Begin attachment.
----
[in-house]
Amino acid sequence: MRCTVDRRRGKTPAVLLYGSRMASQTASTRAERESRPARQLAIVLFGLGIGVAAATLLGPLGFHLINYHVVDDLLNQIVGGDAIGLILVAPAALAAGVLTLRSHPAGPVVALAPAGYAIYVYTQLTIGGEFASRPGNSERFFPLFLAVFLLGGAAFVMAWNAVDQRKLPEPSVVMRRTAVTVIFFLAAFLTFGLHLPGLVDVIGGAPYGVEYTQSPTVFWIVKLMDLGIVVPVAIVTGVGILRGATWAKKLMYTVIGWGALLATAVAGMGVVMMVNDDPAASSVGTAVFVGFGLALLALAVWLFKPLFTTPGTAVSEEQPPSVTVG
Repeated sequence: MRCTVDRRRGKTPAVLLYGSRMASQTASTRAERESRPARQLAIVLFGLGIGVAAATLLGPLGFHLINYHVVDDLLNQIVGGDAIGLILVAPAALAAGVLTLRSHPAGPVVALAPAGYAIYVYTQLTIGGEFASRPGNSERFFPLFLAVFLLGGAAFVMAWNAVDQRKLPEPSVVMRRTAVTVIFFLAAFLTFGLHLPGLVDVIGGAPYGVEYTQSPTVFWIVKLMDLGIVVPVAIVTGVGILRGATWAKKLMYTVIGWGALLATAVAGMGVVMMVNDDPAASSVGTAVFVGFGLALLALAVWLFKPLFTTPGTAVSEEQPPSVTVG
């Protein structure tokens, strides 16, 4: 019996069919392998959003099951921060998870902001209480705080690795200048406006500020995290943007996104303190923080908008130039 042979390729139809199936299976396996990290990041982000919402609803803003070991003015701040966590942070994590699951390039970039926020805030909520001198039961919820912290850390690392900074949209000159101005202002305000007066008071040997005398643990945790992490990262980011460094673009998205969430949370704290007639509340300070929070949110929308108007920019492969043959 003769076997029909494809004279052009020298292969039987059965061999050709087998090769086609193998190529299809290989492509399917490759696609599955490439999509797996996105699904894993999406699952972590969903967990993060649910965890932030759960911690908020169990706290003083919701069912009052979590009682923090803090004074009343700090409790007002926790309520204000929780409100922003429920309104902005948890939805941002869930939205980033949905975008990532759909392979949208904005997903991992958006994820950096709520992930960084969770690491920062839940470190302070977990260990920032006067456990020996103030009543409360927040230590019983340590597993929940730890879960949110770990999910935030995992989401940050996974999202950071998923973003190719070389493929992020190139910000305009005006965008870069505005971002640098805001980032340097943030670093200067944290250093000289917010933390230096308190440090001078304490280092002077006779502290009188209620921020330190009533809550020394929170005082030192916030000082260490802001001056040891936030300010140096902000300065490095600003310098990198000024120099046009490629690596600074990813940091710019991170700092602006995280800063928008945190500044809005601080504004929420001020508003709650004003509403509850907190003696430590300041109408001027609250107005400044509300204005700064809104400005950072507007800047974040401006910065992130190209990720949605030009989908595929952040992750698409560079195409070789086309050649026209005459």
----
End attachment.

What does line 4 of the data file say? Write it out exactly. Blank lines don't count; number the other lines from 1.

């Protein structure tokens, strides 16, 4: 019996069919392998959003099951921060998870902001209480705080690795200048406006500020995290943007996104303190923080908008130039 042979390729139809199936299976396996990290990041982000919402609803803003070991003015701040966590942070994590699951390039970039926020805030909520001198039961919820912290850390690392900074949209000159101005202002305000007066008071040997005398643990945790992490990262980011460094673009998205969430949370704290007639509340300070929070949110929308108007920019492969043959 003769076997029909494809004279052009020298292969039987059965061999050709087998090769086609193998190529299809290989492509399917490759696609599955490439999509797996996105699904894993999406699952972590969903967990993060649910965890932030759960911690908020169990706290003083919701069912009052979590009682923090803090004074009343700090409790007002926790309520204000929780409100922003429920309104902005948890939805941002869930939205980033949905975008990532759909392979949208904005997903991992958006994820950096709520992930960084969770690491920062839940470190302070977990260990920032006067456990020996103030009543409360927040230590019983340590597993929940730890879960949110770990999910935030995992989401940050996974999202950071998923973003190719070389493929992020190139910000305009005006965008870069505005971002640098805001980032340097943030670093200067944290250093000289917010933390230096308190440090001078304490280092002077006779502290009188209620921020330190009533809550020394929170005082030192916030000082260490802001001056040891936030300010140096902000300065490095600003310098990198000024120099046009490629690596600074990813940091710019991170700092602006995280800063928008945190500044809005601080504004929420001020508003709650004003509403509850907190003696430590300041109408001027609250107005400044509300204005700064809104400005950072507007800047974040401006910065992130190209990720949605030009989908595929952040992750698409560079195409070789086309050649026209005459």